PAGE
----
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October 27, 1951


Author Affiliations

Washington, D. C.; New York

From the Department of Surgery, Georgetown University Medical Center, Washington, D. C.; Professor of Surgery, Georgetown University School of Medicine (Dr. Coffey).; Former Resident in Surgery, Georgetown University School of Medicine (Dr. Berkeley).

JAMA. 1951;147(9):846-849. doi:10.1001/jama.1951.73670260001014

Malignant melanoma, originating from the common mole or nevus and characterized by a rapidly fatal course, is a relatively common neoplasm. According to Pack and his colleagues,1 no person's body is without one or two nevi, and in some instances their number may exceed 100.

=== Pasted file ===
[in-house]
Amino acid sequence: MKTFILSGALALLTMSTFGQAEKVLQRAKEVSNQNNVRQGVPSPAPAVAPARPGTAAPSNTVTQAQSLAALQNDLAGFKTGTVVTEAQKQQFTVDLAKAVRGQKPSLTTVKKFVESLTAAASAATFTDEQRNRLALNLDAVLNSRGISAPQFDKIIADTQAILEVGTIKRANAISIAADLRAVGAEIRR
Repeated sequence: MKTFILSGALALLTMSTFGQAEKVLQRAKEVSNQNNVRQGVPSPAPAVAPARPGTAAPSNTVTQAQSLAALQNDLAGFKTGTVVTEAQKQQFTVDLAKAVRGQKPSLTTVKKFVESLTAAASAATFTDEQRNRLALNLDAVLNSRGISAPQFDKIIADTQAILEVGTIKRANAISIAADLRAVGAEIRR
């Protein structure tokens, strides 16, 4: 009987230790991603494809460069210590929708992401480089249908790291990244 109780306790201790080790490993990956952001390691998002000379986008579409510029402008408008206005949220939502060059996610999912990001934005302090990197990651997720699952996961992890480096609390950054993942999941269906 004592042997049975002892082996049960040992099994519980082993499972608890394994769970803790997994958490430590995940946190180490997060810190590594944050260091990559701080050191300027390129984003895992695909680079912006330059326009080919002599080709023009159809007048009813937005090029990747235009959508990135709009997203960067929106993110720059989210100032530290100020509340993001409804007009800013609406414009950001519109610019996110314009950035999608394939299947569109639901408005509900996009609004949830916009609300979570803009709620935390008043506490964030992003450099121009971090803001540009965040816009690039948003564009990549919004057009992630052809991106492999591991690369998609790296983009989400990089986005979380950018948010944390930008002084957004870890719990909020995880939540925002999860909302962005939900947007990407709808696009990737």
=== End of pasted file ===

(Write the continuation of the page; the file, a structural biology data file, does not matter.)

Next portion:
Age is most important in consideration of the presence or absence of malignancy in these lesions. Nevi showing apparent malignant change before the onset of puberty are called prepubertal or juvenile melanomas. These lesions present a microscopic picture consistent with malignancy but are not associated with demonstrable metastasis or blood vessel invasion. It is not uncommon to encounter a histopathology report of a growing nevus in a child indicating that the tissue is microscopically malignant, but probably clinically benign. Experience has taught that a melanoma occurring prior to puberty rarely, if ever, pursues a malignant course.2 For this reason the diagnosis of malignant